Designs and Design Architecture: The Missing Link between 'Knowledge' and the 'Economy'
13 Pages Posted: 8 Feb 2005
Date Written: February 2005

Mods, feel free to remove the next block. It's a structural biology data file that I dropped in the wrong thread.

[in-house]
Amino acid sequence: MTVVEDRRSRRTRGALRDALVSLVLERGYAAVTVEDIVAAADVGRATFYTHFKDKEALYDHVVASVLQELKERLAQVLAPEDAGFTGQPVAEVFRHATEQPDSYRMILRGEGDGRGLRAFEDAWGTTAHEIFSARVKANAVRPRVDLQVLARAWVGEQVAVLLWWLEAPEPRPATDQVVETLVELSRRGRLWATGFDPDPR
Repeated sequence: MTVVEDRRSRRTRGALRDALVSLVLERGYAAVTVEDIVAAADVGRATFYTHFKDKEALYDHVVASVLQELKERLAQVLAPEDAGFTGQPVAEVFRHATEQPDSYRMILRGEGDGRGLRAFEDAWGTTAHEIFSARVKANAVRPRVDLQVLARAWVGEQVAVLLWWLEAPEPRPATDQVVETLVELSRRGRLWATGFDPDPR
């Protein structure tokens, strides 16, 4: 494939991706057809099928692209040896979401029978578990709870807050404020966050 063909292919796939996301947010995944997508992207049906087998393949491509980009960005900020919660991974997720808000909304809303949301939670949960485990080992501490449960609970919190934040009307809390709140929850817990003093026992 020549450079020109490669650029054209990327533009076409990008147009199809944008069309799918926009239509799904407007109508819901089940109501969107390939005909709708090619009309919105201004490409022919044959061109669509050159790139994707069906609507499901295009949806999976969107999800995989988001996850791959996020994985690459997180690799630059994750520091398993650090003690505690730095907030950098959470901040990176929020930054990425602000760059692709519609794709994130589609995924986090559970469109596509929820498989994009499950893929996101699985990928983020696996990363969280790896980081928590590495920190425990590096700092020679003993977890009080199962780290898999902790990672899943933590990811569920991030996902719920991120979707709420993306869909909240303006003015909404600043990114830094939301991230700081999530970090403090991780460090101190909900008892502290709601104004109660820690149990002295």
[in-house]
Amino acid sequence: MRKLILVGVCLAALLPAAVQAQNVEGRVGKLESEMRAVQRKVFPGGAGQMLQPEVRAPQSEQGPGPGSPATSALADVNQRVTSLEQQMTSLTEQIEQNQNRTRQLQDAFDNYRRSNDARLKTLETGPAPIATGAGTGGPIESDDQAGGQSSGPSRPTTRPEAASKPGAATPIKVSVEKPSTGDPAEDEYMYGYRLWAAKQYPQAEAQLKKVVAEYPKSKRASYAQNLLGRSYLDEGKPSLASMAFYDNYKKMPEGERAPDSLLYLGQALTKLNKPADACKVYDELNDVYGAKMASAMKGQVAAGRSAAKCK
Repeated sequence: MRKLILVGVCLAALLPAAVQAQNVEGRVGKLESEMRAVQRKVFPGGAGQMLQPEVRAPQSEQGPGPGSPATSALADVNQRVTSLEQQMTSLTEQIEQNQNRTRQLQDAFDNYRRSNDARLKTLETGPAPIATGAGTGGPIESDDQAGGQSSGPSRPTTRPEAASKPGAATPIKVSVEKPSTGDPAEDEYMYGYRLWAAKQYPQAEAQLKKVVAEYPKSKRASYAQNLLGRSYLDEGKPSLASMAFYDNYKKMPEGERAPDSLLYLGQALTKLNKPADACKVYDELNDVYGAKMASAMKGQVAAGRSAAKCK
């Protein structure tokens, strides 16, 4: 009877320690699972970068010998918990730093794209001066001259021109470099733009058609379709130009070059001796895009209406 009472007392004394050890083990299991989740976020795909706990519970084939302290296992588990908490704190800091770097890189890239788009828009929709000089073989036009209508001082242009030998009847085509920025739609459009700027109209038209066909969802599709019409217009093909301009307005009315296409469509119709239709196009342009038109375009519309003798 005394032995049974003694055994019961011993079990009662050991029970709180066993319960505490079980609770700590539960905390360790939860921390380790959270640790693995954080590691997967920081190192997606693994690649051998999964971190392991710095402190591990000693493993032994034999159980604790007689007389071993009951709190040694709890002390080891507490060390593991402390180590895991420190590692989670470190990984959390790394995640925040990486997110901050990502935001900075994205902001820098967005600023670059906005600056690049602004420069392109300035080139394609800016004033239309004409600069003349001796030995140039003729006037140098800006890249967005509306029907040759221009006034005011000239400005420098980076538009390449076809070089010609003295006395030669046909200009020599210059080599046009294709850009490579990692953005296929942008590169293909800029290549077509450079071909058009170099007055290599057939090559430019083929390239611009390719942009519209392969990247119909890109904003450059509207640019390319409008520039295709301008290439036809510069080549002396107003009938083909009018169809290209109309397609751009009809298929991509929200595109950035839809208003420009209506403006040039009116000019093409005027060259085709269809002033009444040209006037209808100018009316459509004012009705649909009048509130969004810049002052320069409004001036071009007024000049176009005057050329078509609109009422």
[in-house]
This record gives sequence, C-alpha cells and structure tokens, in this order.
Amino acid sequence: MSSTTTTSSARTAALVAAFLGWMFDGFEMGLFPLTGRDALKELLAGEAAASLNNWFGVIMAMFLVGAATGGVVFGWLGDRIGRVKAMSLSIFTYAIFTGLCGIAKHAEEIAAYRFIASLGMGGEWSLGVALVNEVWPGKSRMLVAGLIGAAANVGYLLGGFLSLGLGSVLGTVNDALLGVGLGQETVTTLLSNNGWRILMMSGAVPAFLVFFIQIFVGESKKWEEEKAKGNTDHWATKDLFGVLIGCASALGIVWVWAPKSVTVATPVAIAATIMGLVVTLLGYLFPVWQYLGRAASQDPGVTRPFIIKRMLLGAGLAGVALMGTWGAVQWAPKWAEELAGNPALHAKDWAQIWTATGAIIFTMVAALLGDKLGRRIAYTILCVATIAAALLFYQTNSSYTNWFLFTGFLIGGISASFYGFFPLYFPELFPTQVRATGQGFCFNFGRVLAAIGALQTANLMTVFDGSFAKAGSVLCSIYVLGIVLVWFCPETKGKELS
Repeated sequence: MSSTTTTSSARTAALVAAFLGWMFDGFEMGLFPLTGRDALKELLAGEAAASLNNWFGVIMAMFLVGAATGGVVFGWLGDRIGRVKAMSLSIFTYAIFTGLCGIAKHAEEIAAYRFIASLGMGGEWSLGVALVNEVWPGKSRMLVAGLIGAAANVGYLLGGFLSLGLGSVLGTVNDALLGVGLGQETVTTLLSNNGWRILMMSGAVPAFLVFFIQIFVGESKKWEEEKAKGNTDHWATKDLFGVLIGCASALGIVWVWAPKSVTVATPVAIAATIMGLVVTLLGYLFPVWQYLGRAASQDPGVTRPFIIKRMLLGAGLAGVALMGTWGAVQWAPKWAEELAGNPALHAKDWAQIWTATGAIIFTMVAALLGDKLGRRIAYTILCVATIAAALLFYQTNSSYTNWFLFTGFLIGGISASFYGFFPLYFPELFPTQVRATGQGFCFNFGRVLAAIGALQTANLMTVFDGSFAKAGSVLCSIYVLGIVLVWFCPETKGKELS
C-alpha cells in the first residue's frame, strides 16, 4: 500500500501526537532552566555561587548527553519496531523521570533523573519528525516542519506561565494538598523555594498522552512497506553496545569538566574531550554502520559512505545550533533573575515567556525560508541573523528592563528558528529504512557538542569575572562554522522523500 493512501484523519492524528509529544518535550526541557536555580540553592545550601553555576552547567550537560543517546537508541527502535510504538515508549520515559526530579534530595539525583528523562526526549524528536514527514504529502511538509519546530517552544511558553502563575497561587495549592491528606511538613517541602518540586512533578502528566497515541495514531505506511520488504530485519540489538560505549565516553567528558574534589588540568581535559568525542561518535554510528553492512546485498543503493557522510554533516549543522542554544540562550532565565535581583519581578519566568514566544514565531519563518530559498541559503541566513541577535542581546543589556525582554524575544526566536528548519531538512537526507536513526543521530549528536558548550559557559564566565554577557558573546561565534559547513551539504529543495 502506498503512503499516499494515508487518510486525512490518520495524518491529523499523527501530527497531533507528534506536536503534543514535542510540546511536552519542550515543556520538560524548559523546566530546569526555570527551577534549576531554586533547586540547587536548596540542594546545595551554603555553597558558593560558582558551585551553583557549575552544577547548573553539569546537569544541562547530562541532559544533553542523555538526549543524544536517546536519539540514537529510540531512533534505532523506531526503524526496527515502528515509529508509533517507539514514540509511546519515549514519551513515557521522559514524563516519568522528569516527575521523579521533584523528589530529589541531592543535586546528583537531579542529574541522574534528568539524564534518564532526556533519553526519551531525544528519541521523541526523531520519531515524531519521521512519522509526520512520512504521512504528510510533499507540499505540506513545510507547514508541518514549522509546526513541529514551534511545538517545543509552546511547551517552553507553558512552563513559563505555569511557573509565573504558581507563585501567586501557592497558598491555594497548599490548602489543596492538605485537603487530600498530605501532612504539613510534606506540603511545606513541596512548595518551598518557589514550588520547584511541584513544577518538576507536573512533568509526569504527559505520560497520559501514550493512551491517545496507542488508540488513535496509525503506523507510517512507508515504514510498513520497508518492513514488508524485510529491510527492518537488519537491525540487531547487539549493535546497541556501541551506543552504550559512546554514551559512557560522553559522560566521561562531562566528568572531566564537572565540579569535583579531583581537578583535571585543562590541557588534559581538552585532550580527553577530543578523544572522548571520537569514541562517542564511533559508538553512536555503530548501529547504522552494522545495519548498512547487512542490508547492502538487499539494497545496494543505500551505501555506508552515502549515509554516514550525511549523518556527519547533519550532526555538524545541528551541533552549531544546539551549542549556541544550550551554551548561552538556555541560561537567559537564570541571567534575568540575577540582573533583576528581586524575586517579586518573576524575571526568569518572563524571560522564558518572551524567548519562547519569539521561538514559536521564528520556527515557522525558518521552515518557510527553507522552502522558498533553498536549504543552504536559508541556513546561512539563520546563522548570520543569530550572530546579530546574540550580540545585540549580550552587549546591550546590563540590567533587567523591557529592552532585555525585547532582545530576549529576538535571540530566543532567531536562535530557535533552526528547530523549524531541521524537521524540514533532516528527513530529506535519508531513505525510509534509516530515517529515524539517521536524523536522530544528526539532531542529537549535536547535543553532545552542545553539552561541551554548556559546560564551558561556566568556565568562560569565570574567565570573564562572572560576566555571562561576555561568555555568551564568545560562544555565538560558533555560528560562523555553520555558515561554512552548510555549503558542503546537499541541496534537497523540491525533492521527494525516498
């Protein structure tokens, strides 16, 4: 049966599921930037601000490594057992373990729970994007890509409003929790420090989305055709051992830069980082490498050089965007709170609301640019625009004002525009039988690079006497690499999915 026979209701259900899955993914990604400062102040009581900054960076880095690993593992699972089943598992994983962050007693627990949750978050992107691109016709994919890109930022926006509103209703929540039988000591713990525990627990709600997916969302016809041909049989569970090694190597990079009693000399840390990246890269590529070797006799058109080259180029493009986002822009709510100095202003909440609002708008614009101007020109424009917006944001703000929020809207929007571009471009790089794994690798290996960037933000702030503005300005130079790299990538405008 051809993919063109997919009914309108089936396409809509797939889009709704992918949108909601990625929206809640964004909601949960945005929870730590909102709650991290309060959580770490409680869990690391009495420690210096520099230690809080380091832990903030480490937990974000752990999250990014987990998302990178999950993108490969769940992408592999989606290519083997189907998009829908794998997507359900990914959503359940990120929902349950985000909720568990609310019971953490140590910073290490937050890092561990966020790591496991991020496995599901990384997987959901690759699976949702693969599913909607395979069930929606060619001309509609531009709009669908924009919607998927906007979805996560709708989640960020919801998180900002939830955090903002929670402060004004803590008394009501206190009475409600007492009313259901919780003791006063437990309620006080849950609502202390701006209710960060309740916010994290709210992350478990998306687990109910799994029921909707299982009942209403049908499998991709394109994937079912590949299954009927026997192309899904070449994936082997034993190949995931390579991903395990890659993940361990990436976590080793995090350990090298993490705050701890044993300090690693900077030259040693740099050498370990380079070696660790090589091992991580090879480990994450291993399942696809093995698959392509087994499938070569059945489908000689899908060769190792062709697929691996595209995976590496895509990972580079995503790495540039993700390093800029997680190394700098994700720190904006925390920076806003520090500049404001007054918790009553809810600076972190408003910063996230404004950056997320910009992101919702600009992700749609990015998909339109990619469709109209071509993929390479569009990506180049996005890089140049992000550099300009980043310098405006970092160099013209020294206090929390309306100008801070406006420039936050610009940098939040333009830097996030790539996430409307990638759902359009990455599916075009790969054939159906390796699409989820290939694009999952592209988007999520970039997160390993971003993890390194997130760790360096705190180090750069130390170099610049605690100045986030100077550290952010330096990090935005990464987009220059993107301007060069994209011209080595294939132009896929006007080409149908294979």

Designs are the instructions that turn knowledge into things that people value and are willing to pay for. In human cultures, almost all value inheres in designs. Designs in turn span the whole universe of human artifacts and activities. Tangible products and their production processes, intangible services and experiences, methods of transacting, contracting, governance and dispute resolution, and peaceful, representative government - all of these things are human artifacts and have designs. And fundamentally, the wealth of an economy equals the total value of the designs that can be realized within its boundaries. Small designs can just "get done" by single actors or small groups. Large, complex designs require design architectures. A design architecture divides a to-be-designed system into parts and sets up interfaces between its those parts. In effect, design architectures organize knowledge and people into networks capable of creating large, new designs whose parts will work together. Design architectures are the starting point, hence the "forward-looking" or "future-oriented" aspect of design processes. (In contrast, complete designs are the end result of design processes, and thus are "backward-looking" and "past-oriented.") Just as physical architectures both create and constrain opportunities for movement in physical spaces, design architectures create and constrain opportunities in the "design spaces" wherein the search for new and better designs takes place. Because they organize the search for new designs, design architectures are an important source of innovation, economic value and consumer welfare in a knowledge-based economy. But, despite their pervasive influence, such architectures are not much discussed by social scientists, managers and policy-makers.
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